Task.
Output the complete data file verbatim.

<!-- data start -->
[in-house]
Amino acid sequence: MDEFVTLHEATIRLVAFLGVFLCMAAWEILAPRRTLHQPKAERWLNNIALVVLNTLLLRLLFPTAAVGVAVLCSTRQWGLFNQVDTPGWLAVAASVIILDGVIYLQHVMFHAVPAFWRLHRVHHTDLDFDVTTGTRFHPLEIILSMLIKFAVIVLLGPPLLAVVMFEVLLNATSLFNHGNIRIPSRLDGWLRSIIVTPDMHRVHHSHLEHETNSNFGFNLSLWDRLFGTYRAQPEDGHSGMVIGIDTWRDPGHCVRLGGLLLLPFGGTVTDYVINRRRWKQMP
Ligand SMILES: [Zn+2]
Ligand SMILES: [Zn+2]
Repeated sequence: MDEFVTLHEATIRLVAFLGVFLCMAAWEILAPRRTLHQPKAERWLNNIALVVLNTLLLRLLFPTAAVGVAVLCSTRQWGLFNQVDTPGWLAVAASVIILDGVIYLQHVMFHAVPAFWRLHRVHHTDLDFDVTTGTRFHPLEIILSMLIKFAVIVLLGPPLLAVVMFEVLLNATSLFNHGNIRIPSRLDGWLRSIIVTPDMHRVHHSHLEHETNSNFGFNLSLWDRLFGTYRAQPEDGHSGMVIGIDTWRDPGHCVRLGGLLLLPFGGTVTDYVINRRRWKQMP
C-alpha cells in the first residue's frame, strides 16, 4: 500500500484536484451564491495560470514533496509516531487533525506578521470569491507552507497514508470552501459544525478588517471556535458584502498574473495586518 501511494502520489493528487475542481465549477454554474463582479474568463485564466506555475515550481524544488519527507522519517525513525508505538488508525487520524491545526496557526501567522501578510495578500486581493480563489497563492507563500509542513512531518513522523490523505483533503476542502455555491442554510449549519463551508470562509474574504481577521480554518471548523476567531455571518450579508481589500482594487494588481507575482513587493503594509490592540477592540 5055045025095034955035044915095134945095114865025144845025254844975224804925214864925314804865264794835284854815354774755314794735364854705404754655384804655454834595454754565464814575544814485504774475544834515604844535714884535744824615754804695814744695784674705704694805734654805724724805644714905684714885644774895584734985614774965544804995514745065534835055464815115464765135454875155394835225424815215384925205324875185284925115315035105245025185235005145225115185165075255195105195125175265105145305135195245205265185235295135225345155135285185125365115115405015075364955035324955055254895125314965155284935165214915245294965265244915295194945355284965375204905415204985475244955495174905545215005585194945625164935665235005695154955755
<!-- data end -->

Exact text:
[in-house]
Amino acid sequence: MDEFVTLHEATIRLVAFLGVFLCMAAWEILAPRRTLHQPKAERWLNNIALVVLNTLLLRLLFPTAAVGVAVLCSTRQWGLFNQVDTPGWLAVAASVIILDGVIYLQHVMFHAVPAFWRLHRVHHTDLDFDVTTGTRFHPLEIILSMLIKFAVIVLLGPPLLAVVMFEVLLNATSLFNHGNIRIPSRLDGWLRSIIVTPDMHRVHHSHLEHETNSNFGFNLSLWDRLFGTYRAQPEDGHSGMVIGIDTWRDPGHCVRLGGLLLLPFGGTVTDYVINRRRWKQMP
Ligand SMILES: [Zn+2]
Ligand SMILES: [Zn+2]
Repeated sequence: MDEFVTLHEATIRLVAFLGVFLCMAAWEILAPRRTLHQPKAERWLNNIALVVLNTLLLRLLFPTAAVGVAVLCSTRQWGLFNQVDTPGWLAVAASVIILDGVIYLQHVMFHAVPAFWRLHRVHHTDLDFDVTTGTRFHPLEIILSMLIKFAVIVLLGPPLLAVVMFEVLLNATSLFNHGNIRIPSRLDGWLRSIIVTPDMHRVHHSHLEHETNSNFGFNLSLWDRLFGTYRAQPEDGHSGMVIGIDTWRDPGHCVRLGGLLLLPFGGTVTDYVINRRRWKQMP
C-alpha cells in the first residue's frame, strides 16, 4: 500500500484536484451564491495560470514533496509516531487533525506578521470569491507552507497514508470552501459544525478588517471556535458584502498574473495586518 501511494502520489493528487475542481465549477454554474463582479474568463485564466506555475515550481524544488519527507522519517525513525508505538488508525487520524491545526496557526501567522501578510495578500486581493480563489497563492507563500509542513512531518513522523490523505483533503476542502455555491442554510449549519463551508470562509474574504481577521480554518471548523476567531455571518450579508481589500482594487494588481507575482513587493503594509490592540477592540 5055045025095034955035044915095134945095114865025144845025254844975224804925214864925314804865264794835284854815354774755314794735364854705404754655384804655454834595454754565464814575544814485504774475544834515604844535714884535744824615754804695814744695784674705704694805734654805724724805644714905684714885644774895584734985614774965544804995514745065534835055464815115464765135454875155394835225424815215384925205324875185284925115315035105245025185235005145225115185165075255195105195125175265105145305135195245205265185235295135225345155135285185125365115115405015075364955035324955055254895125314965155284935165214915245294965265244915295194945355284965375204905415204985475244955495174905545215005585194945625164935665235005695154955755